Of course, as a general rule, items made from fragile materials such as porcelain, faience, glass etc. are prone to damage. Therefore, handles or any other protruding parts must not be exposed to any pressure. When packing and/or unpacking, one must ensure never to grip an object by its handle, which may be flimsy and break. Likewise, anyone packing a porcelain figure should bear in mind that it must always be gripped at its sturdiest and most solid point, and that it must be supported from beneath by the other hand. Wearing cotton gloves, which is mandatory for other artworks, would be a mistake in this case, as their lack of adhesion means that glazed porcelain could easily slip out of the wearer’s hands.

In order to protect old wooden panel paintings from shocks, one must bear in mind that these works may often consist of two or more glue-laminated or mortised boards, which may be flimsily held together.

If, in addition, woodworm have eaten away part of the material, even small vibrations – never mind impacts against the transport crate – will be enough to break the panel apart. Here, it is absolutely necessary to ensure that the transport crate is fitted with appropriate and comprehensive interior damping, which will totally absorb any such external stresses.

Therefore, for the packing and transport of artworks, it is essential not only to have suitable packaging but also experience in their correct handling. Even the best transport crate is not much use if an item is wrongly packaged or unpacked.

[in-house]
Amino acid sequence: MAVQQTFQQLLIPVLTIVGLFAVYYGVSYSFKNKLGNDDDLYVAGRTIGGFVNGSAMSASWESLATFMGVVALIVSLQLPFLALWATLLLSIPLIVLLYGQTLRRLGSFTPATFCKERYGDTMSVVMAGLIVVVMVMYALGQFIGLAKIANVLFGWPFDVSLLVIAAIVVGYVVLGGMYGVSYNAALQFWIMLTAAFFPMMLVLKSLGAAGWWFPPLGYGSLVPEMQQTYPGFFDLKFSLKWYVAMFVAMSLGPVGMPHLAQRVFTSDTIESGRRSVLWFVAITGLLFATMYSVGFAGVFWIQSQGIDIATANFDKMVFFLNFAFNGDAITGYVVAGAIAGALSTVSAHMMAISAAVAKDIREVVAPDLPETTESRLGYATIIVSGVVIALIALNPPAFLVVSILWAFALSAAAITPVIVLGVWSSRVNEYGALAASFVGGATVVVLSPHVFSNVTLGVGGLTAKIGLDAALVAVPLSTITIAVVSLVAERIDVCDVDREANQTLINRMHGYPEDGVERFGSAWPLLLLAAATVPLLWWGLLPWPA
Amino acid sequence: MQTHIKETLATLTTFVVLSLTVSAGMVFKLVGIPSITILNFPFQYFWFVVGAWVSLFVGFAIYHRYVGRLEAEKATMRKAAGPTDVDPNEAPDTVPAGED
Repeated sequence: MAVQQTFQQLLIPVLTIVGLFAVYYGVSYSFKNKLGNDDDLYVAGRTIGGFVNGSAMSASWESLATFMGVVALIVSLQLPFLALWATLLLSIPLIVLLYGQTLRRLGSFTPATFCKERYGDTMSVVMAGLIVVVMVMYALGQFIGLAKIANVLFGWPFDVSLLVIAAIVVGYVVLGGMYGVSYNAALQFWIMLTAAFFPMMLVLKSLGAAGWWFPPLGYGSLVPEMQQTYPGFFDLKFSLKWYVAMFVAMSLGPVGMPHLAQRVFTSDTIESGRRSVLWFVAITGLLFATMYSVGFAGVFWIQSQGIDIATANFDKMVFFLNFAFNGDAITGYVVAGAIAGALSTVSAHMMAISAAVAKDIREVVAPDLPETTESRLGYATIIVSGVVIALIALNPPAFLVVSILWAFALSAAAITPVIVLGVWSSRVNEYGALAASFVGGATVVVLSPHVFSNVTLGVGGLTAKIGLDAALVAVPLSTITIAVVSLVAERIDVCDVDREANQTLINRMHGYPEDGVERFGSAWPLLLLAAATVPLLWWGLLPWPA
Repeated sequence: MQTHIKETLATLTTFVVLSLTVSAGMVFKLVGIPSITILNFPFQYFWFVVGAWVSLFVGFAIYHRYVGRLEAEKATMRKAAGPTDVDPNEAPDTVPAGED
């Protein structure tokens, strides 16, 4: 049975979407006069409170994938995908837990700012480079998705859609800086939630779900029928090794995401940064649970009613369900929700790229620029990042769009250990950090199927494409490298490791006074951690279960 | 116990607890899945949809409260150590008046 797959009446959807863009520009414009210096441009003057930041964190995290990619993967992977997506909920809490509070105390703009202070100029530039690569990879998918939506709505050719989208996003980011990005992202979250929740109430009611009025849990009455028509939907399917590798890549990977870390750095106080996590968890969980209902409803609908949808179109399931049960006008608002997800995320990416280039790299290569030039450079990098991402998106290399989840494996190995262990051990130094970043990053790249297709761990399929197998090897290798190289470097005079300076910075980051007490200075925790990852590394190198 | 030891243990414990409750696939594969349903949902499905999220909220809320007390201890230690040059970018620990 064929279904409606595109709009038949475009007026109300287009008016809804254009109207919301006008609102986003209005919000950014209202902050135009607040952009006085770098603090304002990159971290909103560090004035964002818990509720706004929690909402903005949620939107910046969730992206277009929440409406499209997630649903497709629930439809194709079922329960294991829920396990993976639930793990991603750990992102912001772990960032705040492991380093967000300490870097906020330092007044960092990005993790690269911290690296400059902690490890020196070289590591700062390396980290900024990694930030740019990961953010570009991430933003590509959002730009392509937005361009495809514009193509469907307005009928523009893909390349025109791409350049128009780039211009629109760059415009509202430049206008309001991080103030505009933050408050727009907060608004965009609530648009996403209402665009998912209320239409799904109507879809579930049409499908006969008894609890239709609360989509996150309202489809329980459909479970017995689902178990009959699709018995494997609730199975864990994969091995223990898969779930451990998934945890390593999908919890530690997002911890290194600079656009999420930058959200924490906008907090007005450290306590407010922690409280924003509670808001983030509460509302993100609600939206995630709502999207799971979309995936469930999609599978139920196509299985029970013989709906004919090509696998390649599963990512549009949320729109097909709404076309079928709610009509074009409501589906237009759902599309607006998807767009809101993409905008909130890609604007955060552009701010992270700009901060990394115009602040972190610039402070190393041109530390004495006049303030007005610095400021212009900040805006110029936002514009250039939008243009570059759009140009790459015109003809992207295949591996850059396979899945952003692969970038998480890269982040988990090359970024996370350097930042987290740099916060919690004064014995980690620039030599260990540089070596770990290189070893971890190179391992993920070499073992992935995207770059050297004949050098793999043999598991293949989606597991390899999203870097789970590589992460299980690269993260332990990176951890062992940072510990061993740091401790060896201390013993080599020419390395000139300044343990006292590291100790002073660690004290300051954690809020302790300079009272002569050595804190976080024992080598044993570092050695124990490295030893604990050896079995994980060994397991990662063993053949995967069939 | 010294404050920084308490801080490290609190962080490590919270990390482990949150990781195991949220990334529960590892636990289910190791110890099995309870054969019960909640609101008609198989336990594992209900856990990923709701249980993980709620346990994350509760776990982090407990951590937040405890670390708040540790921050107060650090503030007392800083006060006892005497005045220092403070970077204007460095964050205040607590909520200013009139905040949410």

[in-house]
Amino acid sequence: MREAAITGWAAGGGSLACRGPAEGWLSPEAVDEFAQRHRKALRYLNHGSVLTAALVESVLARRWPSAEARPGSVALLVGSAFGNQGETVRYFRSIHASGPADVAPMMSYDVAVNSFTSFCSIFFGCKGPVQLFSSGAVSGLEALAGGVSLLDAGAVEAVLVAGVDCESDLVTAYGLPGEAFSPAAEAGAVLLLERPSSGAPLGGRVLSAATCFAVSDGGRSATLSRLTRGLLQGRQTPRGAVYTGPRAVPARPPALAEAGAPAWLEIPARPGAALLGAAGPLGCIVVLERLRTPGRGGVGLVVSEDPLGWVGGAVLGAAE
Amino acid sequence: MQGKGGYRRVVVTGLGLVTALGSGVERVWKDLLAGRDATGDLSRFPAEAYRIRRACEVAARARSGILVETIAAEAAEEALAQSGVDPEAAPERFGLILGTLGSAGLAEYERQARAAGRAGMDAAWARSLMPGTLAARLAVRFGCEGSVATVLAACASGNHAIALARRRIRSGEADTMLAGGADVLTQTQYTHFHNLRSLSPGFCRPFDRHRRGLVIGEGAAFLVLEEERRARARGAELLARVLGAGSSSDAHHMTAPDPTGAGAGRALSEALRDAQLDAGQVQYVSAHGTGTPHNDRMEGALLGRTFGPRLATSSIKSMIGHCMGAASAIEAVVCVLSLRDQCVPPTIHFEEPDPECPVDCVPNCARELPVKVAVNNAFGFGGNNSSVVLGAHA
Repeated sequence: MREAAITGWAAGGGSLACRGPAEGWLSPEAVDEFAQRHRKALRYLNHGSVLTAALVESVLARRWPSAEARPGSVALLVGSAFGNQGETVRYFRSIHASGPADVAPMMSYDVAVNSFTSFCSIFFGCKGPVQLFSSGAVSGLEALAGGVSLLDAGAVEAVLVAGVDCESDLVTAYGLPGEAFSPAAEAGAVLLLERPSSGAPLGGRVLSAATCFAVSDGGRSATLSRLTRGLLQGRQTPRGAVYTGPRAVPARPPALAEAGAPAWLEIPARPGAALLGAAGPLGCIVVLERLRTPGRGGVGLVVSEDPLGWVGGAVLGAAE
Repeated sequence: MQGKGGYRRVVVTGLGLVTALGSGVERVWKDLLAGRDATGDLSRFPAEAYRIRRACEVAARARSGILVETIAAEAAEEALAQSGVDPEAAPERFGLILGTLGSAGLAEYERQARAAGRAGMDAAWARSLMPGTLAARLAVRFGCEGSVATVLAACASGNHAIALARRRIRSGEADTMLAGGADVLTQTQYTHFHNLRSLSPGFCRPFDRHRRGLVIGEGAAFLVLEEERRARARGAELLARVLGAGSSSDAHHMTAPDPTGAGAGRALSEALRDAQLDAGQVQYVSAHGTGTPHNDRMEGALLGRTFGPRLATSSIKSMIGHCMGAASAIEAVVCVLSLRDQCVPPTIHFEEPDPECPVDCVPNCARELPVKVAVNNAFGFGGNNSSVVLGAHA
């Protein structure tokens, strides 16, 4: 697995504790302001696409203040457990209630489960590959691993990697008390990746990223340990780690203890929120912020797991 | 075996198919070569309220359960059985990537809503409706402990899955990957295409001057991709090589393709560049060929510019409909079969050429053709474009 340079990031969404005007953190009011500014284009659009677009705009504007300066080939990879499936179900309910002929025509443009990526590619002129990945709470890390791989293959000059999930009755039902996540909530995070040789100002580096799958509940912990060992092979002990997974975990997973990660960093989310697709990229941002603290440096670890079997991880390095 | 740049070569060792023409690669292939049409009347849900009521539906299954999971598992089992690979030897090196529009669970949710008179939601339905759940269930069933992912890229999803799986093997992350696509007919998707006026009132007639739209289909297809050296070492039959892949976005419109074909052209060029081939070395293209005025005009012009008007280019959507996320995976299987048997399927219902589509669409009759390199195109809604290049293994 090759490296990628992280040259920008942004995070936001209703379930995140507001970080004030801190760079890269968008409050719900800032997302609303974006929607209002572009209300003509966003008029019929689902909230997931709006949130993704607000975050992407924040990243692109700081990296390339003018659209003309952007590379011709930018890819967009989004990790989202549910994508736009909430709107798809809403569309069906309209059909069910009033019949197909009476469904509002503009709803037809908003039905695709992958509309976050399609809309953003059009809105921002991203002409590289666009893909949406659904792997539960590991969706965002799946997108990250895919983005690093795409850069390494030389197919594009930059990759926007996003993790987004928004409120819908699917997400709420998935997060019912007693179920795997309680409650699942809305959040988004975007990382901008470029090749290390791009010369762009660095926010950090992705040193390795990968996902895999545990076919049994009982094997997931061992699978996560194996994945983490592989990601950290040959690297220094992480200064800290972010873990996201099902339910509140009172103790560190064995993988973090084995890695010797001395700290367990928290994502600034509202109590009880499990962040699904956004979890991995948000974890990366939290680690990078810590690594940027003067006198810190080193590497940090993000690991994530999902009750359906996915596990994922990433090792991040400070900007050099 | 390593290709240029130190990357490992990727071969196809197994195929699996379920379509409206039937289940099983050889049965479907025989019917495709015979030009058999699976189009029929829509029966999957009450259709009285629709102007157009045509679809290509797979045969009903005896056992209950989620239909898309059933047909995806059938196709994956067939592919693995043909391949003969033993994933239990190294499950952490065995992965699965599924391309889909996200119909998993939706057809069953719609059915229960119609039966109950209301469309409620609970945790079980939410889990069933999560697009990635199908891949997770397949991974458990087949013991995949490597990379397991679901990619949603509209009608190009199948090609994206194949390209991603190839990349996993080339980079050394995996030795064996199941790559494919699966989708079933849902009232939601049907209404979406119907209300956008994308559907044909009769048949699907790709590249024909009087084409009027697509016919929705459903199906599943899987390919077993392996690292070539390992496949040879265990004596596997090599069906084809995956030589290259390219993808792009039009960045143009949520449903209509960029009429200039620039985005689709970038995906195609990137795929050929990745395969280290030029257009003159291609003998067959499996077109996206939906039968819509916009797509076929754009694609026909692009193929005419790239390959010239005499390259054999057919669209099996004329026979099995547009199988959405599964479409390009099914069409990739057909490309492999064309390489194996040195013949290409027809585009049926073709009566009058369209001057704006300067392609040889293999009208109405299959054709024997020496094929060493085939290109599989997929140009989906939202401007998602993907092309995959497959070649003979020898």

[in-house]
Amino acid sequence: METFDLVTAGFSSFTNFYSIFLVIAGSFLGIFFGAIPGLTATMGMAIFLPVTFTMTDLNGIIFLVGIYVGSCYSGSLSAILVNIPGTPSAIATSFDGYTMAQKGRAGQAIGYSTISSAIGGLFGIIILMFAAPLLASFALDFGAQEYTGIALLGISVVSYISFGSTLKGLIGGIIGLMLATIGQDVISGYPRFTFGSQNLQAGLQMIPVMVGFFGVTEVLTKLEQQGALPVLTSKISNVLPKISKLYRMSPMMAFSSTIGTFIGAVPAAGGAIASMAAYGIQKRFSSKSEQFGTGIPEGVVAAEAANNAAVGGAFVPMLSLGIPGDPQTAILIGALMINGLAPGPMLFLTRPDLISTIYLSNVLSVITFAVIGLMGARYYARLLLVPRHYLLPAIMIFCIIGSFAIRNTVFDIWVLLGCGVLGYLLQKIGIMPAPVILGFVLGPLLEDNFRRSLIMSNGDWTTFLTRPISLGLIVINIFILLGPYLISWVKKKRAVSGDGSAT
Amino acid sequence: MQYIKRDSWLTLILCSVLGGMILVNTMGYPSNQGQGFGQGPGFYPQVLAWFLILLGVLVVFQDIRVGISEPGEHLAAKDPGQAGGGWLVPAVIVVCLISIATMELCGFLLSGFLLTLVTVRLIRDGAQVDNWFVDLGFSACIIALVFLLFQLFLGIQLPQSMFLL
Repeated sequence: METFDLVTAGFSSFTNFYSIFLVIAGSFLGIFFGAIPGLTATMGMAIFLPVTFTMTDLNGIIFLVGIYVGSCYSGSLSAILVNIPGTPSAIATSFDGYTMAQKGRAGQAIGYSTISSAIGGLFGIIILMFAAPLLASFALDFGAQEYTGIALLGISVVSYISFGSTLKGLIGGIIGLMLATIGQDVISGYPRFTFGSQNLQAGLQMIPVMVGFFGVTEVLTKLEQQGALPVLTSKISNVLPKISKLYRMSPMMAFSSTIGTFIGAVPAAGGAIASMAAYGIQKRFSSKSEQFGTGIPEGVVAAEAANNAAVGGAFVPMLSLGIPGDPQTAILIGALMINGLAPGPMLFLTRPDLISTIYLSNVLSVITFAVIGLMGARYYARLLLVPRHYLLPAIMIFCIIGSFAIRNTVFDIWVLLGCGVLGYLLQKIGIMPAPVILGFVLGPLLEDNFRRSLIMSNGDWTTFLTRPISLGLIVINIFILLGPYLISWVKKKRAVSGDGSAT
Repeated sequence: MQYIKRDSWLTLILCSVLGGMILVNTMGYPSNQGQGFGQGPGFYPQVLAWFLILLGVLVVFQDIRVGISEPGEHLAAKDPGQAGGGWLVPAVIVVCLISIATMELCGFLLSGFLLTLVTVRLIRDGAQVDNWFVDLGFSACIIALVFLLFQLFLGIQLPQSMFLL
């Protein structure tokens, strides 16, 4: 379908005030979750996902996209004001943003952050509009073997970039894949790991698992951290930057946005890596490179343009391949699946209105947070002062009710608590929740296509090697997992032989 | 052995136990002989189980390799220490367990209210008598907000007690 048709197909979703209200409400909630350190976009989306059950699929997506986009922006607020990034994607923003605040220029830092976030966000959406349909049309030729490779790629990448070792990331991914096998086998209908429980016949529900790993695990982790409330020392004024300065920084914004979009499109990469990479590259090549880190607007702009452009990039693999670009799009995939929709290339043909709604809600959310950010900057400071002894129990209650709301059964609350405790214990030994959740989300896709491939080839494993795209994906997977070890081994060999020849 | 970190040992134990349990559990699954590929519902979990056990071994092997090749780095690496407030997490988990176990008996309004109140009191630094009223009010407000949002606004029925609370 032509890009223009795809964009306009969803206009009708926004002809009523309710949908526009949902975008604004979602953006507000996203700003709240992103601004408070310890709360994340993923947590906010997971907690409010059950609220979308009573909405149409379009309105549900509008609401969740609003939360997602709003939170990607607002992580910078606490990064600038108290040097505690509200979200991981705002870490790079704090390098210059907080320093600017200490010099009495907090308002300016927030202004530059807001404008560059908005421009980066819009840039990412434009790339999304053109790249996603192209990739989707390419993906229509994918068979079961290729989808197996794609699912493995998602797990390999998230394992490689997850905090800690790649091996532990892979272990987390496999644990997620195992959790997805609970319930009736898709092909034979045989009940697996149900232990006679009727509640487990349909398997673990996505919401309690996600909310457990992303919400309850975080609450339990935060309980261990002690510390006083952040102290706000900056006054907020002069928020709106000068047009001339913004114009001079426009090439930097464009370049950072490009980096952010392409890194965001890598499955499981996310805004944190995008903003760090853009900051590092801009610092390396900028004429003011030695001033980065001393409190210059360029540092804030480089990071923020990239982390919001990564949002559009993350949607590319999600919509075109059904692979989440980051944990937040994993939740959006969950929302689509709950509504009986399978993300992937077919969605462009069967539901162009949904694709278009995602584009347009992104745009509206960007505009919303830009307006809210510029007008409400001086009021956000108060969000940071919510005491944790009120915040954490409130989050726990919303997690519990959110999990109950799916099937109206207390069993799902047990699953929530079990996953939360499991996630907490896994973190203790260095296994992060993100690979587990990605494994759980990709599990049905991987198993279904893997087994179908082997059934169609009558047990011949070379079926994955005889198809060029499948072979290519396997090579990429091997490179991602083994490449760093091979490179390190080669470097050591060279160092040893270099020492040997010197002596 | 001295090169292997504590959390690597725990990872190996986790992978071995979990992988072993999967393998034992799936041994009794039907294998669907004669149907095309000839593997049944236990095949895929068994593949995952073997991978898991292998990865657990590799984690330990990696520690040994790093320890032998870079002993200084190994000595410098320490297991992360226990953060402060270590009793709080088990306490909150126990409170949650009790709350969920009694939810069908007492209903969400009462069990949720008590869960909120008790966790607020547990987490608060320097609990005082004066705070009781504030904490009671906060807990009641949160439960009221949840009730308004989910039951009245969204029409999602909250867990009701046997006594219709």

Another possibility: cardboard boxes

For small and medium-sized items – particularly ‘flat goods’ such as paintings or paper works – hard two- or three-layer heavy corrugated cardboard boxes may also be suitable for shorter transport journeys within the same climatic zone, particularly as they offer the additional benefit of reducing the consignment weight. If an artwork can be rolled up, telescope packaging should be used.

Documentation of the artwork’s condition

The packaging should be documented photographically or by means of a written agreement in the transport order, so there is proof, in case of damage, that the protection of the item during transit was given due consideration. It also involves ensuring that the transport documents are complete, and that any reservations are duly noted if the packaging is damaged upon receipt of the delivery or if, for any other reason, a suspicion arises that damage has occurred.

Condition reports are of eminent importance and should be made at every phase of the transport process. One potential problem when loaning artworks is the fact that the first condition report is only written when an artwork arrives at the exhibition venue. Yet, by then, the loaned item has already undertaken a journey, for which it has presumably been insured, during which damage may well have occurred. But how is a wronged party supposed to explain to their insurer how and when damage occurred during the transport process, if the course of events cannot be clearly reconstructed, and if the condition in which the item began its journey was not documented?

Time and resource should always be allocated to produce comprehensive condition reports, irrespective of whether the transport is for a loan or for any other purpose – to at least document the artwork photographically before packing it for its journey. In a critical situation, insufficient documentation could quite easily compromise indemnity.

It cannot be expected from a collector or museum that an artwork be dispatched at their own risk, as it once was by Landgrave Wilhelm VIII.

Even when insurance is in place, it is still essential to repeatedly review the measures planned or adopted in order to ensure the safety and intact state of the works, to subject these measures to critical scrutiny if necessary and, in case of doubt, to discuss them with the insurance provider.